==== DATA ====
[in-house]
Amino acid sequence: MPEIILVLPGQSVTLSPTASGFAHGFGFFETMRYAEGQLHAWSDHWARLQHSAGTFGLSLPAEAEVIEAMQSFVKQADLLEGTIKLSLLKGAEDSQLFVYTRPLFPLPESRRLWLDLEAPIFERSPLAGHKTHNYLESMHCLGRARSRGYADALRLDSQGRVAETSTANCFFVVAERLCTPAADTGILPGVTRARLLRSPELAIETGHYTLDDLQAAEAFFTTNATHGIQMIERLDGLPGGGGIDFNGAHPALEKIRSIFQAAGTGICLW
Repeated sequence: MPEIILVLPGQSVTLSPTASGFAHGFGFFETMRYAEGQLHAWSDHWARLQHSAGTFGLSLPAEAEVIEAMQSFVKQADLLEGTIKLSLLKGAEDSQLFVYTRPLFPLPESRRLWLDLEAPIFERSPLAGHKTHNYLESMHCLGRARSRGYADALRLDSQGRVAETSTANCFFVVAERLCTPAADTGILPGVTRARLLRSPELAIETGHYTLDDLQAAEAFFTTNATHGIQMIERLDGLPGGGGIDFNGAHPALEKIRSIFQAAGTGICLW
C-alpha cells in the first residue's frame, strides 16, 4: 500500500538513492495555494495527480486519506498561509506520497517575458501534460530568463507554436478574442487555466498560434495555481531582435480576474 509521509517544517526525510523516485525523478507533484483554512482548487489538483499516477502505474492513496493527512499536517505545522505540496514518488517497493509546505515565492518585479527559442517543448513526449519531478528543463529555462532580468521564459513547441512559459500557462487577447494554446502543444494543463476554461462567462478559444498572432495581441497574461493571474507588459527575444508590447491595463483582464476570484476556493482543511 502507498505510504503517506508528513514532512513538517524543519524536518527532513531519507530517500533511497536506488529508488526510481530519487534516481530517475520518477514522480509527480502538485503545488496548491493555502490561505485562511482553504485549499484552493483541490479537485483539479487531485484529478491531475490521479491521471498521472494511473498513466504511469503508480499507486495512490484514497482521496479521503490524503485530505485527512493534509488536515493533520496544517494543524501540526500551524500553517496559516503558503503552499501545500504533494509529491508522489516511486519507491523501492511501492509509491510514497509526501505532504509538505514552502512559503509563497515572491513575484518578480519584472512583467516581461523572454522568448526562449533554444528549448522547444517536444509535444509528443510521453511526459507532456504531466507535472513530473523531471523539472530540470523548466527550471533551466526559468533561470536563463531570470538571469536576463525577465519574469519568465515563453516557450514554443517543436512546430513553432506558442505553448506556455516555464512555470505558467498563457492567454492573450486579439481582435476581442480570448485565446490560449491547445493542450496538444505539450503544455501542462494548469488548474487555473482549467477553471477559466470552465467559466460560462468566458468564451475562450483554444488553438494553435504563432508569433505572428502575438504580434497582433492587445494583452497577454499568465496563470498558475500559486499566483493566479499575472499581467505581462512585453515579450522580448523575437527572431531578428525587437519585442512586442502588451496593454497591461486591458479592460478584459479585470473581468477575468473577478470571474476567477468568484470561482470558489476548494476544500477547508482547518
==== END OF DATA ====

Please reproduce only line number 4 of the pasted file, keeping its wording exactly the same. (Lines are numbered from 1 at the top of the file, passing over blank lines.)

C-alpha cells in the first residue's frame, strides 16, 4: 500500500538513492495555494495527480486519506498561509506520497517575458501534460530568463507554436478574442487555466498560434495555481531582435480576474 509521509517544517526525510523516485525523478507533484483554512482548487489538483499516477502505474492513496493527512499536517505545522505540496514518488517497493509546505515565492518585479527559442517543448513526449519531478528543463529555462532580468521564459513547441512559459500557462487577447494554446502543444494543463476554461462567462478559444498572432495581441497574461493571474507588459527575444508590447491595463483582464476570484476556493482543511 502507498505510504503517506508528513514532512513538517524543519524536518527532513531519507530517500533511497536506488529508488526510481530519487534516481530517475520518477514522480509527480502538485503545488496548491493555502490561505485562511482553504485549499484552493483541490479537485483539479487531485484529478491531475490521479491521471498521472494511473498513466504511469503508480499507486495512490484514497482521496479521503490524503485530505485527512493534509488536515493533520496544517494543524501540526500551524500553517496559516503558503503552499501545500504533494509529491508522489516511486519507491523501492511501492509509491510514497509526501505532504509538505514552502512559503509563497515572491513575484518578480519584472512583467516581461523572454522568448526562449533554444528549448522547444517536444509535444509528443510521453511526459507532456504531466507535472513530473523531471523539472530540470523548466527550471533551466526559468533561470536563463531570470538571469536576463525577465519574469519568465515563453516557450514554443517543436512546430513553432506558442505553448506556455516555464512555470505558467498563457492567454492573450486579439481582435476581442480570448485565446490560449491547445493542450496538444505539450503544455501542462494548469488548474487555473482549467477553471477559466470552465467559466460560462468566458468564451475562450483554444488553438494553435504563432508569433505572428502575438504580434497582433492587445494583452497577454499568465496563470498558475500559486499566483493566479499575472499581467505581462512585453515579450522580448523575437527572431531578428525587437519585442512586442502588451496593454497591461486591458479592460478584459479585470473581468477575468473577478470571474476567477468568484470561482470558489476548494476544500477547508482547518